Originally designed forSAS Royal Hotel
Arne Jacobsen designed the Pot as part of his total design of the SAS Royal Hotel in 1960.
The Pot chair is an example of Arne Jacobsen’s constant effort to create simpler designs with a clear-cut form. It was designed for the SAS Royal Hotel (now Radisson Collection Royal Hotel) in Copenhagen, where it was part of his famous all-encompassing vision for the hotel.
At the SAS Royal Hotel, Arne Jacobsen created a comprehensive gesamtkunstwerk in which he designed everything, from furniture and lighting to the pattern of the rugs and the cutlery used at the snack bar. The Pot was in use in several places around the hotel, including in the spectacular conservatory with its plush carpets and two-storey wall-mounted glass showcases with hanging orchids.
The Pot was in use in several places around the hotel, including in the spectacular conservatory with its plush carpets and two-storey wall-mounted glass showcases with hanging orchids.
Like the famous classics from the hotel the Swan and the Egg, the Pot’s design was based on a novel technological method, in which the furniture was shaped in a hard foam material and subsequently padded and upholstered. The groundbreaking method liberated Arne Jacobsen from the limitations of more traditional materials and gave him free hands to shape the form. Compared to the more distinctive Egg and Swan chairs, the Pot’s expression is simpler yet completely modern. The clear articulation of the two parts of the construction – the embracing seat shell and the supporting steel frame – exemplifies the rationalization of form and expression that Arne Jacobsen consistently sought in his design.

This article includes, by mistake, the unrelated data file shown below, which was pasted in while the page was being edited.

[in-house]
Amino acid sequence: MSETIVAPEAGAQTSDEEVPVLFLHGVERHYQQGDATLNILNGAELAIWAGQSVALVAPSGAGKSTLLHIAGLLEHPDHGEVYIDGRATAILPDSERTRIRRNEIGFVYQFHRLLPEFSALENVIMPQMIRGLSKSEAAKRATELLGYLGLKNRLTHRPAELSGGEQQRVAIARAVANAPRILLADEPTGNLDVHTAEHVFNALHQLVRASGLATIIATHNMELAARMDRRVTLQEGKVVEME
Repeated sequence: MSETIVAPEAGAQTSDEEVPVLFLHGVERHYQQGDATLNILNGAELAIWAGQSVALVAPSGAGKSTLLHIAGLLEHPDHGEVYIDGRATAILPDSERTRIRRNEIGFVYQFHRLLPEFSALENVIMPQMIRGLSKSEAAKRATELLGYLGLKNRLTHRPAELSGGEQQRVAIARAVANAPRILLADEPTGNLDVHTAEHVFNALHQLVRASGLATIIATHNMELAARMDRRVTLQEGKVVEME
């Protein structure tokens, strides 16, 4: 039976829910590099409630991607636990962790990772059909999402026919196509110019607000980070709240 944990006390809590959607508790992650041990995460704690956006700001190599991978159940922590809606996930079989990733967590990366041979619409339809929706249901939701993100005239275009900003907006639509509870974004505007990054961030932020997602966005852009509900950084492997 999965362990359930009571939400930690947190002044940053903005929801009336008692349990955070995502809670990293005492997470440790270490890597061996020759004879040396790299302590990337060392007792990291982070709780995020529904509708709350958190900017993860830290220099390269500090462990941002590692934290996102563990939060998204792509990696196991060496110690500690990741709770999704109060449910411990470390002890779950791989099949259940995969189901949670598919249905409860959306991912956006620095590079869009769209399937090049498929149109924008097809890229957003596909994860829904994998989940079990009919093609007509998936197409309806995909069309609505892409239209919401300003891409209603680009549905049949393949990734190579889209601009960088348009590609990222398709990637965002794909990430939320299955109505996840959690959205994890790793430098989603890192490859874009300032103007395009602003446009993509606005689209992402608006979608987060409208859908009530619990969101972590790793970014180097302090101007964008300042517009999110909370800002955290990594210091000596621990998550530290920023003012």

In 1959, the year before the official opening of the hotel, the Pot was launched by furniture manufacturer Fritz Hansen but was taken out of production shortly after. It was relaunched in 2018.
The clear articulation of the two parts of the construction – the embracing seat shell and the supporting steel frame – exemplifies the rationalization of form and expression that Arne Jacobsen consistently sought in his design.
The Pot was used in several places around the SAS Royal Hotel, including in some of the most spectacular rooms. In the lobby, Arne Jacobsen designed a conservatory with tall double walls in glass slicing through the deck between the ground floor and the first floor to create a large, glazed-in courtyard illuminated by skylights. The gap in between the double glass walls was used as a showcase featuring more than 100 different varieties of orchids. Accordingly, the room was known as the Orchid Garden. The exclusive and intimate environment was furnished with Arne Jacobsen’s column tables, the Royal floor lamp and the Pot upholstered in green fabric.
Arne Jacobsen also used the Pot in his design of one of the hotel bars. He placed this bar in extension of the airport terminal where travellers could simply check in and wait for the SAS shuttle bus to take them directly to the plane. In addition to the traditional Pot chair, the bar also featured an extended, wall-mounted sofa model. For this exclusive bar environment, Arne Jacobsen created a number of designs in addition to the Pot sofa, including the smoke-coloured bar pendant lamp and egg-shaped vases in sterling silver.
Sources: Arne Jacobsen Design Archives. / Room 606: The SAS House and the Work of Arne Jacobsen. London: Phaidon Press / Stenum Poulsen, K., Skaarup Larsen, A., & Staunsager, S. (2020). Arne Jacobsen – Designing Denmark. Kolding: Trapholt. / Thau, C., & Vindum, K. (1998). Arne Jacobsen. Copenhagen: Danish Architectural Press.